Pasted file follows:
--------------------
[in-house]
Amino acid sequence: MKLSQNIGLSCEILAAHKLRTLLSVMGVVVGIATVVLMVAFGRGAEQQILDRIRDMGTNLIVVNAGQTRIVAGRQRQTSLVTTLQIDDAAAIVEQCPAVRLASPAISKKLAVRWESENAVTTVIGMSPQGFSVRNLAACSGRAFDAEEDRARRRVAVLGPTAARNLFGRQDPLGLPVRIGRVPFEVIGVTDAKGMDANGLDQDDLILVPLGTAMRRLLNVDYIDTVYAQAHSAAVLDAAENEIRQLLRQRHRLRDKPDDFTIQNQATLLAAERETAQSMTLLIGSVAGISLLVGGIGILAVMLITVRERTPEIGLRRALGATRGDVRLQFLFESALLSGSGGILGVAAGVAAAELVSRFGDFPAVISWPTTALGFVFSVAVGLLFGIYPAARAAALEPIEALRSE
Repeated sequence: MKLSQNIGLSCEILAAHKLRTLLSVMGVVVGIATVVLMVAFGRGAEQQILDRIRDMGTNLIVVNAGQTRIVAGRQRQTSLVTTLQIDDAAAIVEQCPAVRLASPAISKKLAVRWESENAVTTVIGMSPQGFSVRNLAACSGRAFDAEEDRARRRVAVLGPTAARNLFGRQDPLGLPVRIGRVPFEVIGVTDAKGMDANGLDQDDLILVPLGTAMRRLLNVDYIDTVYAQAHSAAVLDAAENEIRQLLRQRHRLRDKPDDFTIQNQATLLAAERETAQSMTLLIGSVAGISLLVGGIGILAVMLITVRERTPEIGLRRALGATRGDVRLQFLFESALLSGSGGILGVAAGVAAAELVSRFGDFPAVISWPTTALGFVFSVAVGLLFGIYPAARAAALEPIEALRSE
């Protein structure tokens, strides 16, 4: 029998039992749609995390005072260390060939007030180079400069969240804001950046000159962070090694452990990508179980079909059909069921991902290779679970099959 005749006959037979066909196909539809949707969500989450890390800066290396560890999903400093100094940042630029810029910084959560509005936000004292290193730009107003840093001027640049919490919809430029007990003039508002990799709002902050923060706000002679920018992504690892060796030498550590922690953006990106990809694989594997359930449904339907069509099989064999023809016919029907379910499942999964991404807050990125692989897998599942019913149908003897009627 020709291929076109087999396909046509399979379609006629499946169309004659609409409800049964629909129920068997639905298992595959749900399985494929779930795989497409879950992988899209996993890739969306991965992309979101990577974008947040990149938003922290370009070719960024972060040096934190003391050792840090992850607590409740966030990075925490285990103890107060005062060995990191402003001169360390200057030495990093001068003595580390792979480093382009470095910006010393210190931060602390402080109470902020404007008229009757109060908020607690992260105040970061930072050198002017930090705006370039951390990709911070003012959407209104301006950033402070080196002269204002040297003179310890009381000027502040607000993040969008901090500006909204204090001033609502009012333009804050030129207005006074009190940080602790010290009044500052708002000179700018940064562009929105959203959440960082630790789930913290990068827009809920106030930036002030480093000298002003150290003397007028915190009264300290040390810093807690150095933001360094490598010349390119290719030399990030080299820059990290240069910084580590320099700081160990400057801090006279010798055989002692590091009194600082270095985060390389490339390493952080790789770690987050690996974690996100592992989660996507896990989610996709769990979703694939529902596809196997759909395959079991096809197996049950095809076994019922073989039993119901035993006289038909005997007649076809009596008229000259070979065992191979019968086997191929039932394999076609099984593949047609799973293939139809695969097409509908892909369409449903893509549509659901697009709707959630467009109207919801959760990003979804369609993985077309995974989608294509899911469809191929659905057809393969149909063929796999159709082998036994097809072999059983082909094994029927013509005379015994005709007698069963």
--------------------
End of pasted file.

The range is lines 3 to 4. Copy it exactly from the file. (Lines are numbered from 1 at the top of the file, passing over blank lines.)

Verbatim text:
Repeated sequence: MKLSQNIGLSCEILAAHKLRTLLSVMGVVVGIATVVLMVAFGRGAEQQILDRIRDMGTNLIVVNAGQTRIVAGRQRQTSLVTTLQIDDAAAIVEQCPAVRLASPAISKKLAVRWESENAVTTVIGMSPQGFSVRNLAACSGRAFDAEEDRARRRVAVLGPTAARNLFGRQDPLGLPVRIGRVPFEVIGVTDAKGMDANGLDQDDLILVPLGTAMRRLLNVDYIDTVYAQAHSAAVLDAAENEIRQLLRQRHRLRDKPDDFTIQNQATLLAAERETAQSMTLLIGSVAGISLLVGGIGILAVMLITVRERTPEIGLRRALGATRGDVRLQFLFESALLSGSGGILGVAAGVAAAELVSRFGDFPAVISWPTTALGFVFSVAVGLLFGIYPAARAAALEPIEALRSE
């Protein structure tokens, strides 16, 4: 029998039992749609995390005072260390060939007030180079400069969240804001950046000159962070090694452990990508179980079909059909069921991902290779679970099959 005749006959037979066909196909539809949707969500989450890390800066290396560890999903400093100094940042630029810029910084959560509005936000004292290193730009107003840093001027640049919490919809430029007990003039508002990799709002902050923060706000002679920018992504690892060796030498550590922690953006990106990809694989594997359930449904339907069509099989064999023809016919029907379910499942999964991404807050990125692989897998599942019913149908003897009627 020709291929076109087999396909046509399979379609006629499946169309004659609409409800049964629909129920068997639905298992595959749900399985494929779930795989497409879950992988899209996993890739969306991965992309979101990577974008947040990149938003922290370009070719960024972060040096934190003391050792840090992850607590409740966030990075925490285990103890107060005062060995990191402003001169360390200057030495990093001068003595580390792979480093382009470095910006010393210190931060602390402080109470902020404007008229009757109060908020607690992260105040970061930072050198002017930090705006370039951390990709911070003012959407209104301006950033402070080196002269204002040297003179310890009381000027502040607000993040969008901090500006909204204090001033609502009012333009804050030129207005006074009190940080602790010290009044500052708002000179700018940064562009929105959203959440960082630790789930913290990068827009809920106030930036002030480093000298002003150290003397007028915190009264300290040390810093807690150095933001360094490598010349390119290719030399990030080299820059990290240069910084580590320099700081160990400057801090006279010798055989002692590091009194600082270095985060390389490339390493952080790789770690987050690996974690996100592992989660996507896990989610996709769990979703694939529902596809196997759909395959079991096809197996049950095809076994019922073989039993119901035993006289038909005997007649076809009596008229000259070979065992191979019968086997191929039932394999076609099984593949047609799973293939139809695969097409509908892909369409449903893509549509659901697009709707959630467009109207919801959760990003979804369609993985077309995974989608294509899911469809191929659905057809393969149909063929796999159709082998036994097809072999059983082909094994029927013509005379015994005709007698069963």